Grammatical Development

One word stage / Holophrastic stage

The average child is about a year old when it speaks its first words. Roughly between 12 and 18 months is begins to speak in single word utterances such as ‘milk’ mummy’ and so on. This is known as the ONE WORD STAGE. Occasionally more than one work may appear to be involved but this is because the child has learned the group of words as a single unit and thinks it is all one word. For example: ‘Allgone’.

In many situations the words simply serve a naming function, however, sometimes they convey more complex messages. These words are called HOLOPHRASES. For example, the word ‘juice’ might mean ‘I’ve finished my juice’ or ‘I want more juice’, therefore the single word is taking the place of a more complex grammatical construction that the child hasn’t learned yet.

Two word stage

Two word sentences usually appear when the child is around 18 months old. Usually, the two words are in a grammatically correct sequence such as:

  • Subject + verb  - Jenny sleep (Jenny is sleeping)
  • Verb + object Suzy juice (Suzy is drinking juices)
  • Subject + complement Daddy busy (daddy is busy)

Also, when a child tries to repeat what an adult has said, it will miss out part of the sentence, but what is retained is usually grammatically correct:

ADULT:         Look Charlie, Ben’s playing in the garden

CHILD:          Play garden

This example shows how children in this stage focus on key words. Words that convey less information such as ‘in’ or ‘the’ for example, are missed out.

Confusion as to what a child actually means during the two-word stage can arise because children don’t know tenses or plurals yet. Also, depending on the CONTEXT of the utterance it might have more than one meaning. Take the following example from Bloom (1973):




Mummy sock

Child picks up sock

This is mummy’s sock

Mummy sock

Mother puts sock on child

Mummy’s putting my sock on

The Telegraphic Stage

From the age of about 2, children begin producing three and four word utterances. Some will be grammatically complete such as ‘Amy likes tea’ or ‘Mummy sleeps upstairs’ but others will have essential grammatical elements missing such as ‘Daddy home now’ or ‘Laura broke plate’. These utterances are similar to some of those used in the two-word stage – they can often make sense, but key elements are missing such as:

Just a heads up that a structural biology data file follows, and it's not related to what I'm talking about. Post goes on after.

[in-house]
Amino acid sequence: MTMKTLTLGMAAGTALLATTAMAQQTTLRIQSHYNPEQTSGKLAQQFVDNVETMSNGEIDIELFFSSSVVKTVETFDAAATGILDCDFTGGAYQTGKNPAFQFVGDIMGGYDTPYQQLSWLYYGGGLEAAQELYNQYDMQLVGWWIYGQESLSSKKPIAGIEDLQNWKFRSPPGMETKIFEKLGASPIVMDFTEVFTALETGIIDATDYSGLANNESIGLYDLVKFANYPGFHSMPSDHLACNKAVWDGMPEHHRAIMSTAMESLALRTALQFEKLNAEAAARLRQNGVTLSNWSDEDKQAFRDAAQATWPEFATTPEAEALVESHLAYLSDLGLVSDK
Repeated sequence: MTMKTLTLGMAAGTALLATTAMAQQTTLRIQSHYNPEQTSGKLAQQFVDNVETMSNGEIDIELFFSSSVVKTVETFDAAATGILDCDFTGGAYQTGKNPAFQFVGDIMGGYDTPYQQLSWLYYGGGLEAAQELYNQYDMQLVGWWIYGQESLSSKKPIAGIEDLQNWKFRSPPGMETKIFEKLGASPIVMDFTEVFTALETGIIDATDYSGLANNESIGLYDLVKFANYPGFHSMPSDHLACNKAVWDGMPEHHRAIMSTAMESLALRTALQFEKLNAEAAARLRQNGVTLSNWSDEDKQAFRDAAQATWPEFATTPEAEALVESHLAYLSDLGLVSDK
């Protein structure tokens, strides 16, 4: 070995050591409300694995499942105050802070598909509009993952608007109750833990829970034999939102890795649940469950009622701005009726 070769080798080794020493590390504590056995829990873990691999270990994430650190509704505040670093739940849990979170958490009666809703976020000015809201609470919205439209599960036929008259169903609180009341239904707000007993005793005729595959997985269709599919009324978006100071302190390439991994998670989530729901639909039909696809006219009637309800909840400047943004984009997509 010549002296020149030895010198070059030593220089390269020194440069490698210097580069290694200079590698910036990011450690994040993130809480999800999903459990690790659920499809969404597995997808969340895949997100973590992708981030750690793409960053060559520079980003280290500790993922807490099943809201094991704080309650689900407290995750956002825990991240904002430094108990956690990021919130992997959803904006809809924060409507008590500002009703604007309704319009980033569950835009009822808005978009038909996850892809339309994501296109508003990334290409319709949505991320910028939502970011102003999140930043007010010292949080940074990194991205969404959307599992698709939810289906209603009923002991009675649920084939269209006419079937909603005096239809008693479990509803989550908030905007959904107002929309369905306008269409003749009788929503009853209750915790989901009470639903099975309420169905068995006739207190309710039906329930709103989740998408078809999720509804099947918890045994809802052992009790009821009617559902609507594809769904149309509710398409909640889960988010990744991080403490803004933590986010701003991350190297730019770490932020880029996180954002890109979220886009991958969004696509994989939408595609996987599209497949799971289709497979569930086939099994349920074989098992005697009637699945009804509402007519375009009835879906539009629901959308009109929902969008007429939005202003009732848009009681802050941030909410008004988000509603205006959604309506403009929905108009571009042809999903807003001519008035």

• Articles – ‘a’ ‘the’
  • Auxiliary verbs – ‘is’ ‘has’
  • Prepositions- ‘to’ ‘on’ ‘for’
  • Conjunctions – ‘but’ ‘because’

Progress during this stage is rapid, and by the age of 5, children have usually mastered sentences containing more than one clause, conjunctions and ‘ing’ ‘ed’ or ‘s’ endings to words and verbs. These are known as inflectional affixes.

Acquistion of Inflections

Research indicates there is a predictable pattern in the acquisition of inflectional affixes. These are word endings such as –ed and –ing. Functional words such as articles like ‘a’ and ‘the’ and also auxiliary verbs seem to be acquired in a regular order.

Brown (1973) studied children’s language development between the ages of 20 months and 36 months and found the sequence shown below occurred regularly. The features are also listed in the order in which they were acquired:

1)    –ing

2)    plural ‘-s’

3)    possessive ‘-s’

4)    the, a

5)    past tense –ed

6)    third person singular verb ending – s (eg): he sings

7)    auxiliary verb ‘be’  (eg): I am dancing

Cruttenden (1979) divided the acquisition of inflections into the following three stages:

1)    In the first stage, children memorise words on an individual basis

2)    In the second stage they show an awareness of the general rules of inflections. They observe that past tense forms usually end in –ed so instead of ‘ran’ they say ‘runned’. This kind of error is known as Overgeneralisation.

3)    In the third stage, correct inflections are used

Understanding Grammatical Rules

Children produce accurate grammatical constructions from an early age, and researchers have tried to determine if they have learned this themselves or have copied adult speech. A famous experiment was carried out by Jean Berko (1958) who showed children pictures of fictitious creatures he called ‘Wugs’.  At first, the child was shown a picture of one creature and told ‘this is a Wug’. Then, they were shown a picture of two Wugs, and the children were asked to complete the sentence ‘Now there are two…’. Children aged 3 and 4 replied ‘Wugs’. As they could never have heard this word before, it because clear that they were applying the rule that plural end in ‘-s’/ However, children between the ages of 2 and a half and 5 often OVERGENERALISE’ with plurals, so we hear things like ’sheeps’ and mouses’.

Asking Questions

Research suggests this happens in three stages:

1)    Relying on intonation in the two-word stage eg: daddy home? Said with a rising tone

2)    During their second year children acquire question words such as ‘what’ and ‘where’ resulting in questions such as ‘where daddy gone?’ They can’t yet use auxiliary verbs such as ‘has’

3)    In their third year, children can use auxiliary verbs and learn to say ‘is Joe here?’ however, they can’t always use wh-words correctly yet and might say things like ‘why Joe isn’t here?’


This also happens in three stages:

1)    Words ‘no’ and ‘not’ are used in front of other expressions eg) no want

2)    During the third year ‘don’t’ and ‘can’t are used eg) I don’t want it

3)    In the third stage more negative forms are acquired such as ‘didn’t’ and ‘isn’t’ and negative constructions are used more accurately.

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